Yuma stops at a bar where a bounty hunter is holding the wife of the outlaw he hopes to collect on. Seeing Yuma's descriptive resemblance to the outlaw, the bounty hunter decides upon an alternative ...
Yuma is in a town where the people's failure to accept the war's outcome encourages a boy to seek revenge for his father's death by killing General Grant. To dissuade the boy, Yuma relates a tale of ...
Combat!, a one-hour WWII drama series on television, followed a frontline American infantry squad as they battled their way across Europe. With mud-splattered realism, the show offered ... See full summary »
Bret and Bart Maverick (and in later seasons, their English cousin, Beau) are well dressed gamblers who migrate from town to town always looking for a good game. Poker (5 card draw) is ... See full summary »
In the 1880s Jason McCord travels the country trying to prove he's no coward. He needs to do this because the military career of this West point graduate came to an end when he was thrown out of the army after being accused of cowardice.
Stories of the journeys of a wagon train as it leaves post-Civil War Missouri on its way to California through the plains, deserts and Rocky Mountains. The first treks were led by gruff, ... See full summary »
Marshal Earp keeps the law, first in Kansas and later in Arizona, using his over-sized pistols and a variety of sidekicks. Most of the saga is based loosely on fact, with historical badguys... See full summary »
Johnny Yuma is an angry young former Confederate Army soldier drifting through an apparently meaningless existence in the 1860's Wild West. While in search of his identity, he defends people from hostile Indians, crooked land developers, and evil ranchers. Written by
Just prior to shooting The Rebel, Nick Adams was coming off his 1958 portrayal of Pvt Ben Whitledge in No Time For Sergeants, whom he co-starred with Andy Griffith. Andy's character of Will Stockdale is the basis for the character Gomer Pyle. It is also on the set where Griffith met and formed a life long friendship with Don Knotts. See more »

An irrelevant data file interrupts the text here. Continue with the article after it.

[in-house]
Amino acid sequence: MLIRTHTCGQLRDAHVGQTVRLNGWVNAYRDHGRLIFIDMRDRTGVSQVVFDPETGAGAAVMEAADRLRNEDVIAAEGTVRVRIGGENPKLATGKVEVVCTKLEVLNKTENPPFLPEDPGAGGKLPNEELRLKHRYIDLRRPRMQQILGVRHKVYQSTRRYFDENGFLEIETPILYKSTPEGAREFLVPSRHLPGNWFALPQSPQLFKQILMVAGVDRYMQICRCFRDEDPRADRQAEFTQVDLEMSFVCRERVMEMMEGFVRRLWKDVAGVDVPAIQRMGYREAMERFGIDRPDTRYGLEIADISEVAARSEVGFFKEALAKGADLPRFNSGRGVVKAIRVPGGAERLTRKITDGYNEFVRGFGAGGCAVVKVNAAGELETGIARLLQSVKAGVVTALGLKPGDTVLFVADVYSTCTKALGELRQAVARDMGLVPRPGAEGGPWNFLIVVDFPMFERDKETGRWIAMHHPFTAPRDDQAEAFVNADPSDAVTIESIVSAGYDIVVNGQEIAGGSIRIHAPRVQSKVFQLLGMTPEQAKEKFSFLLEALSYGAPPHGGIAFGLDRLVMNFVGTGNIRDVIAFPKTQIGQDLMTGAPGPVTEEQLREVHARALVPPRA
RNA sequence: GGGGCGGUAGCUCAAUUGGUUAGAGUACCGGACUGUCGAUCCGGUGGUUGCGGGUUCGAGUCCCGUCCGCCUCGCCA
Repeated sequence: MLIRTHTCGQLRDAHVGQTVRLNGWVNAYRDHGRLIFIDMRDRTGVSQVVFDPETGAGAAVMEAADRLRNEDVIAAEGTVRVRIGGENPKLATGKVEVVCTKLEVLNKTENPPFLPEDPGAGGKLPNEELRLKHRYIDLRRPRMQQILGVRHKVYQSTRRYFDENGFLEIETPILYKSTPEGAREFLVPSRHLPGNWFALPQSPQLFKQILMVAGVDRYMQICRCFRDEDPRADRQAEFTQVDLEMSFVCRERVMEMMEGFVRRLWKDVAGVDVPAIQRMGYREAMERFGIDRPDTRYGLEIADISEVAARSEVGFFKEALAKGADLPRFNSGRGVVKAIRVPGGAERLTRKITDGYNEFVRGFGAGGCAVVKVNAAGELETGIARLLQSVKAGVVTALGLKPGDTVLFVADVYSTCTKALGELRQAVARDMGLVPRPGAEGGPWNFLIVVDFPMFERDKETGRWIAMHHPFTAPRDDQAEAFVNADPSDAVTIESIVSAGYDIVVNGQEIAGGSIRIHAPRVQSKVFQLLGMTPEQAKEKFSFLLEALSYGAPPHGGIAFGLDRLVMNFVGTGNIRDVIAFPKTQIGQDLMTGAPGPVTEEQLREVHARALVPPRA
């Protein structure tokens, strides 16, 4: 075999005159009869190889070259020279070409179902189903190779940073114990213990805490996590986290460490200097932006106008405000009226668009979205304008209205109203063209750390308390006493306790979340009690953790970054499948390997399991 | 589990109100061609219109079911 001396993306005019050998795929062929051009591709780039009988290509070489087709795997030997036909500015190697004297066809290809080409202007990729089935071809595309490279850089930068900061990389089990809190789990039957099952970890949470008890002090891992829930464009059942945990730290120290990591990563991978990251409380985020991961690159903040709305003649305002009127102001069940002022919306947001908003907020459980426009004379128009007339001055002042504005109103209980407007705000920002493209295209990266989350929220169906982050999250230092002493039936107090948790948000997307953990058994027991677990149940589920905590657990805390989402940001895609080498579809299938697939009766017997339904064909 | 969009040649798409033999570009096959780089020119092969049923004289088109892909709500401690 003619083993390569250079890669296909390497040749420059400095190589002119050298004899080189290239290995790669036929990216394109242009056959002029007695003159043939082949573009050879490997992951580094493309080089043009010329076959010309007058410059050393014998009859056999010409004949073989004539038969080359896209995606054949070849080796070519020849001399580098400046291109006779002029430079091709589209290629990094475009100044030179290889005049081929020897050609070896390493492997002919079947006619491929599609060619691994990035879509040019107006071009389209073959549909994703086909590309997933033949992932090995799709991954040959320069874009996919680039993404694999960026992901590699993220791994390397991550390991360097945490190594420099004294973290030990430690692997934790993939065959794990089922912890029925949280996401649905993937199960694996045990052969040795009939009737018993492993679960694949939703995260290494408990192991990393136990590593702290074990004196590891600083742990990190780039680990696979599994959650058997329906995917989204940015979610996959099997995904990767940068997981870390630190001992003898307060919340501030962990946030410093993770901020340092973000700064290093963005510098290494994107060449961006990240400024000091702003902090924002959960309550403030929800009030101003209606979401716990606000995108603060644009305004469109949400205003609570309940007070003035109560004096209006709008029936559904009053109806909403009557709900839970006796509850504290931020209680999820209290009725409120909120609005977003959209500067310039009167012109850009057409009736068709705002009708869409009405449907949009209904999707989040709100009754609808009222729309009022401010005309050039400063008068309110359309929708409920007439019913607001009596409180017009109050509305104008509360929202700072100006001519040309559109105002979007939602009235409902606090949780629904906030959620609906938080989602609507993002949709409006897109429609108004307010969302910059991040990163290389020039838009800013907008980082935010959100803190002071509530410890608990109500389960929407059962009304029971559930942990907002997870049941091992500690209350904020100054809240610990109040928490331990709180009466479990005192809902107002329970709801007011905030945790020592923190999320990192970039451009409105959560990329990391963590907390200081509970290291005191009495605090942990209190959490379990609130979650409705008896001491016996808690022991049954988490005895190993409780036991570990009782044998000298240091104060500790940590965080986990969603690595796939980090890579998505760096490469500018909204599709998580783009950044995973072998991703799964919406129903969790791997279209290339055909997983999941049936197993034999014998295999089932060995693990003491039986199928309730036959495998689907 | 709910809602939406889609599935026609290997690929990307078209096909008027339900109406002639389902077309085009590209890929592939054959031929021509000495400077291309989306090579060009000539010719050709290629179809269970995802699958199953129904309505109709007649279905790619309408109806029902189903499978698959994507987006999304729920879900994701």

a lonely confederate veteran named Johnny Yuma (Nick Adams) wanders the west
Character actor Nick Adams was an unlikely choice for the lead on an action TV series, particularly a western, where the genre was dominated by large fellows like Clint Walker and James Arness. The diminutive Adams played Johnny Yuma, a Confederate veteran who after the Civil War wanders the west. But whereas virtually all of the other cowboys who did precisely that on a nearly endless number of shows were simply looking for work, romance, or adventure, Yuma was trying to 'find himself.' He was a writer, and "Johnny Yuma's Journal" always remained a focal point of the series. More interesting still was that the title had three meanings: One one level, Johnny was indeed a rebel in that he was among the defeated Southerners; on another, he was being played by Nick Adams, who had co-starred with James Dean in REBEL WITHOUT A CAUSE, and ABC made a great deal of the fact that, in an era of adult westerns, this was the first "teenage western" - though Adams was over thirty when he filmed the show, the idea was to bring a James Dean type character to television, if in the context of a western to avoid any possible controversy. Finally, there was at least a hint of Camus's THE STRANGER, a certain existential quailty to the character and the stark situations in which he found himself, that made this show vaguely philosophical, intentionally or otherwise. Much of the action took place at night, allowing this a certain noir sensibility not in evidence on any other western of the era. One wonderful element was the theme song, performed by the inimicable Johnny Cash: "Johnny Yuma, was a rebel; he roamed through the west." The show was a huge hit, particularly with teenagers, but ended up getting canceled when ABC entered into a hostile relationship with the company that produced The Rebel and cut off their nose to spite their face by canceling one of their top rated shows. Unlike most canceled series, which went immediately into syndication, the Rebel was picked up by NBC as a midseason replacement, though all those episodes were reruns. This move may have been an attempt to keep Nick Adams 'live' in the public consciousness, as they premiered his new series, Saints and Sinners (about a newspaperman) in the fall of 1962, though that series was a flop.
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